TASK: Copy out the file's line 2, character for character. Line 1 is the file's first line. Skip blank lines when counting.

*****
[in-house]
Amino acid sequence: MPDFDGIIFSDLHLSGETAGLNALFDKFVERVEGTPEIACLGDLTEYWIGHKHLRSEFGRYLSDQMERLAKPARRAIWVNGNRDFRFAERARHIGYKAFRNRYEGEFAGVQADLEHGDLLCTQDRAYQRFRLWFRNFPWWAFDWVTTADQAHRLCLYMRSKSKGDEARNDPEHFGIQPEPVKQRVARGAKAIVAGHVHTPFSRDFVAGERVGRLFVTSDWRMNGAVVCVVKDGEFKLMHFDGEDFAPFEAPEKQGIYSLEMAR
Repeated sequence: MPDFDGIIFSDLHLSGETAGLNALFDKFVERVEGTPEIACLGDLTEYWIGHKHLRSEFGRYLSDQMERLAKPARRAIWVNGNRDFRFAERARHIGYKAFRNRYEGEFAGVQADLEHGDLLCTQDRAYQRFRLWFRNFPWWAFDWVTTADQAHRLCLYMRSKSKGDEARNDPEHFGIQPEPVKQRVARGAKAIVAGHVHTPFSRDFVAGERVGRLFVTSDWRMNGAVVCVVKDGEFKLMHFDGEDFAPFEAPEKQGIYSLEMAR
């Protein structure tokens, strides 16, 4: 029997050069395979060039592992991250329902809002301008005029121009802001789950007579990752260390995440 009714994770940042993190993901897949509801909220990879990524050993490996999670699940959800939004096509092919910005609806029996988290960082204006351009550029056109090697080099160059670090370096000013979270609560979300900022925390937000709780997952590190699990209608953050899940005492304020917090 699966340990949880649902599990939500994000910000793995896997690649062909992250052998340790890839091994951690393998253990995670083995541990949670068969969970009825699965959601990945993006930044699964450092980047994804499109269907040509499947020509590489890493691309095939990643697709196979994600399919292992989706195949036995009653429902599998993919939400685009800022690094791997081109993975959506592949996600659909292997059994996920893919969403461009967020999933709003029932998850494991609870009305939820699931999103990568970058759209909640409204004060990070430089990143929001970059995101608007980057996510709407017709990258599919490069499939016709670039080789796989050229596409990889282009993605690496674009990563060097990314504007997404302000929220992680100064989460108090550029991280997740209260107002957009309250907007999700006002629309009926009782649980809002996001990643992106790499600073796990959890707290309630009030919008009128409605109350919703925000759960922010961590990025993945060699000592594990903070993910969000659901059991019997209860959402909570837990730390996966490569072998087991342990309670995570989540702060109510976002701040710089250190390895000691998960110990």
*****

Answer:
Amino acid sequence: MPDFDGIIFSDLHLSGETAGLNALFDKFVERVEGTPEIACLGDLTEYWIGHKHLRSEFGRYLSDQMERLAKPARRAIWVNGNRDFRFAERARHIGYKAFRNRYEGEFAGVQADLEHGDLLCTQDRAYQRFRLWFRNFPWWAFDWVTTADQAHRLCLYMRSKSKGDEARNDPEHFGIQPEPVKQRVARGAKAIVAGHVHTPFSRDFVAGERVGRLFVTSDWRMNGAVVCVVKDGEFKLMHFDGEDFAPFEAPEKQGIYSLEMAR